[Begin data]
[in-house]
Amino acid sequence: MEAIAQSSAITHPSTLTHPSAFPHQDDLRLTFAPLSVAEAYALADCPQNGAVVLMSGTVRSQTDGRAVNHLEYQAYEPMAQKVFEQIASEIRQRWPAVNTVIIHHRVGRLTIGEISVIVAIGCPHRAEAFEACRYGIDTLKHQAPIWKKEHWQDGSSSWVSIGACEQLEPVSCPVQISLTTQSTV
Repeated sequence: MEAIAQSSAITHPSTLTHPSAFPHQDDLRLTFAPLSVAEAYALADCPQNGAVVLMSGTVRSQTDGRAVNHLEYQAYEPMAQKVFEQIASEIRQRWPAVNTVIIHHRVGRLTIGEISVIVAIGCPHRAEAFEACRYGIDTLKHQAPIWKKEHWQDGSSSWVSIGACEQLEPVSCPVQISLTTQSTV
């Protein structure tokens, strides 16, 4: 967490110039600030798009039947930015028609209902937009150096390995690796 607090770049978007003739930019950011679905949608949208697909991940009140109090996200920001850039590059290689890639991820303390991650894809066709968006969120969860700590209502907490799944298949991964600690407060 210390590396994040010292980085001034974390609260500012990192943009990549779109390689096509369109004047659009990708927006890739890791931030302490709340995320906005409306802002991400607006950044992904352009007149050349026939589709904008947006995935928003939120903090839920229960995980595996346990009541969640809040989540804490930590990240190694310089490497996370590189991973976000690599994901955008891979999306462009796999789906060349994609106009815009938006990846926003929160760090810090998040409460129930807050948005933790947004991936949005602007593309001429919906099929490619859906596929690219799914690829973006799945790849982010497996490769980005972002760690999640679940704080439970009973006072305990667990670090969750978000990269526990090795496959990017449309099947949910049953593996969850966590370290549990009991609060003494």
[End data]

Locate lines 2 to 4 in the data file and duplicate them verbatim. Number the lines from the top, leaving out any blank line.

Amino acid sequence: MEAIAQSSAITHPSTLTHPSAFPHQDDLRLTFAPLSVAEAYALADCPQNGAVVLMSGTVRSQTDGRAVNHLEYQAYEPMAQKVFEQIASEIRQRWPAVNTVIIHHRVGRLTIGEISVIVAIGCPHRAEAFEACRYGIDTLKHQAPIWKKEHWQDGSSSWVSIGACEQLEPVSCPVQISLTTQSTV
Repeated sequence: MEAIAQSSAITHPSTLTHPSAFPHQDDLRLTFAPLSVAEAYALADCPQNGAVVLMSGTVRSQTDGRAVNHLEYQAYEPMAQKVFEQIASEIRQRWPAVNTVIIHHRVGRLTIGEISVIVAIGCPHRAEAFEACRYGIDTLKHQAPIWKKEHWQDGSSSWVSIGACEQLEPVSCPVQISLTTQSTV
């Protein structure tokens, strides 16, 4: 967490110039600030798009039947930015028609209902937009150096390995690796 607090770049978007003739930019950011679905949608949208697909991940009140109090996200920001850039590059290689890639991820303390991650894809066709968006969120969860700590209502907490799944298949991964600690407060 210390590396994040010292980085001034974390609260500012990192943009990549779109390689096509369109004047659009990708927006890739890791931030302490709340995320906005409306802002991400607006950044992904352009007149050349026939589709904008947006995935928003939120903090839920229960995980595996346990009541969640809040989540804490930590990240190694310089490497996370590189991973976000690599994901955008891979999306462009796999789906060349994609106009815009938006990846926003929160760090810090998040409460129930807050948005933790947004991936949005602007593309001429919906099929490619859906596929690219799914690829973006799945790849982010497996490769980005972002760690999640679940704080439970009973006072305990667990670090969750978000990269526990090795496959990017449309099947949910049953593996969850966590370290549990009991609060003494």